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Value chain analysis evaluates business activities and ensures it adds value to the final product or result. The activities are analyzed to reduce costs if possible. When you want to know the advantages or disadvantages of using particular resources, value chain is your analysis.
But it does more than that. You may want to incorporate value chain analysis into your life for these added benefits.
1. It helps you genuinely understand value
Not everything in business is valuable. What isn’t valuable is a money suck, draining away funds and adding to expenses. It’s easier to assume a resource or product is useful than to deal with the aftermath if it isn’t. But that’s only going to hurt your business in the end.
You may realize a specific material is valuable but not as valuable as others. Now it’s time for action. Can you swap the material for an inexpensive replacement without sacrificing the quality customers have come to expect? Should you swap it out? Or can the amount be reduced instead?
Knowing what’s valuable helps you focus on what matters. These are the strengths you need to improve to push the business to the next level.
2. Now you can zero in on your competitive strategy
A competitive advantage is what differentiates you from the competition. That’s all well and good, but it only matters when you enforce and use the edge.
Setting up a competition strategy helps. It outlines how to triumph over the other businesses in your industry, with a critical focus on marketing, distribution, and public relation.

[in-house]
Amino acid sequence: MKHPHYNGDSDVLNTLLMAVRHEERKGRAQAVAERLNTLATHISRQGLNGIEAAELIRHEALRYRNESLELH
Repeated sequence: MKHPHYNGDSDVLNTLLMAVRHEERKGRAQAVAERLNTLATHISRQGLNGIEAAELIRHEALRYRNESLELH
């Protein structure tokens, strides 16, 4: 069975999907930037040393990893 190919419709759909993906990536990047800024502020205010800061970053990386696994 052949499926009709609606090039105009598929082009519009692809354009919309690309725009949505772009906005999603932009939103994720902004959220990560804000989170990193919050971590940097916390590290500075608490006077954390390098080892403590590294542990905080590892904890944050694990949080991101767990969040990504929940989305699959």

But you can only get to this step when you understand your value. And your value is (maybe one of the many) competitive advantages you have.
3. You’ll know how to spot weaknesses quickly
Weaknesses are precisely what it sounds: They’re little holes in your business that cost you money. They have little benefit besides causing problems.
A weakness can prevent you from moving forward and can spell financial disaster or delay a critical project.
We tend to feel like weaknesses pop out of nowhere. We scramble to do damage control after they implode. But often, weaknesses exist long before that point. They’re small, minuscule, and pose little threat initially. Then they get bigger and bigger until you can’t ignore it.
Value chain analysis prompts you to identify value in:
- Inbound logistics
- Outbound logistics
- Marketing & sales
Each of these categories is crucial for the development, deployment, and advancement of your business success. Finding value roots out weaknesses. Just don’t ignore them when they’re discovered.
4. You can do it whenever you need
Your analysis doesn’t have to be dozens of pages long — although being thorough is a smart strategy. But when you introduce a new project that’s supposed to boost profits by 10% in six months, you need to know if it’s cost-effective. Maybe it will be in the beginning, but the advantages may wither by month four.
If that’s the case, it’s time for another dose of value chain analysis. Compare the expectations versus the reality. Is the source of the cost worth the continuous spending?
And if it is, how can you exploit it for even better results? It all starts with the value chain analysis.